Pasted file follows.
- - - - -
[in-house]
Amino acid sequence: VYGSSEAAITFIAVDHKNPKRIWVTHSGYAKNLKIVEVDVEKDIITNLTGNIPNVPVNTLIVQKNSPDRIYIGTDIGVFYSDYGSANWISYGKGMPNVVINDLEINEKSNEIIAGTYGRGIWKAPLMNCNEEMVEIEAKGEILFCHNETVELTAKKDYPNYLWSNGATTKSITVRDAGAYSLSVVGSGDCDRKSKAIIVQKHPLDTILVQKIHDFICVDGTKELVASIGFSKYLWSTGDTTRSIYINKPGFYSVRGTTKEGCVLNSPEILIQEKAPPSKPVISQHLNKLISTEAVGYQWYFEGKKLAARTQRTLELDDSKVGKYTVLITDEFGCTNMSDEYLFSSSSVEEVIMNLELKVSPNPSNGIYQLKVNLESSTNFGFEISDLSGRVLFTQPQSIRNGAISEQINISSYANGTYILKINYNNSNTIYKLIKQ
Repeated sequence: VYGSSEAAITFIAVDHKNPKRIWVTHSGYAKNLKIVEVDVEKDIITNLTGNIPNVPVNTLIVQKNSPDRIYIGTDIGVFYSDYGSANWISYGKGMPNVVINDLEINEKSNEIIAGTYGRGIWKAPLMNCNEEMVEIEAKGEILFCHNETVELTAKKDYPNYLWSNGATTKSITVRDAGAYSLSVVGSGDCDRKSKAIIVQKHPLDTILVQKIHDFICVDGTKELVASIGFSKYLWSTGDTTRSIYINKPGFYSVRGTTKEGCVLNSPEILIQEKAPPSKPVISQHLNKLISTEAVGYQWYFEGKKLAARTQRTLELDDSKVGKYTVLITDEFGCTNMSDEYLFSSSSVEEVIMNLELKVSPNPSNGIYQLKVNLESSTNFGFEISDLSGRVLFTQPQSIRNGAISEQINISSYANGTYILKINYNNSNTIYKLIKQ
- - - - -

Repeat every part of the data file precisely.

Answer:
[in-house]
Amino acid sequence: VYGSSEAAITFIAVDHKNPKRIWVTHSGYAKNLKIVEVDVEKDIITNLTGNIPNVPVNTLIVQKNSPDRIYIGTDIGVFYSDYGSANWISYGKGMPNVVINDLEINEKSNEIIAGTYGRGIWKAPLMNCNEEMVEIEAKGEILFCHNETVELTAKKDYPNYLWSNGATTKSITVRDAGAYSLSVVGSGDCDRKSKAIIVQKHPLDTILVQKIHDFICVDGTKELVASIGFSKYLWSTGDTTRSIYINKPGFYSVRGTTKEGCVLNSPEILIQEKAPPSKPVISQHLNKLISTEAVGYQWYFEGKKLAARTQRTLELDDSKVGKYTVLITDEFGCTNMSDEYLFSSSSVEEVIMNLELKVSPNPSNGIYQLKVNLESSTNFGFEISDLSGRVLFTQPQSIRNGAISEQINISSYANGTYILKINYNNSNTIYKLIKQ
Repeated sequence: VYGSSEAAITFIAVDHKNPKRIWVTHSGYAKNLKIVEVDVEKDIITNLTGNIPNVPVNTLIVQKNSPDRIYIGTDIGVFYSDYGSANWISYGKGMPNVVINDLEINEKSNEIIAGTYGRGIWKAPLMNCNEEMVEIEAKGEILFCHNETVELTAKKDYPNYLWSNGATTKSITVRDAGAYSLSVVGSGDCDRKSKAIIVQKHPLDTILVQKIHDFICVDGTKELVASIGFSKYLWSTGDTTRSIYINKPGFYSVRGTTKEGCVLNSPEILIQEKAPPSKPVISQHLNKLISTEAVGYQWYFEGKKLAARTQRTLELDDSKVGKYTVLITDEFGCTNMSDEYLFSSSSVEEVIMNLELKVSPNPSNGIYQLKVNLESSTNFGFEISDLSGRVLFTQPQSIRNGAISEQINISSYANGTYILKINYNNSNTIYKLIKQ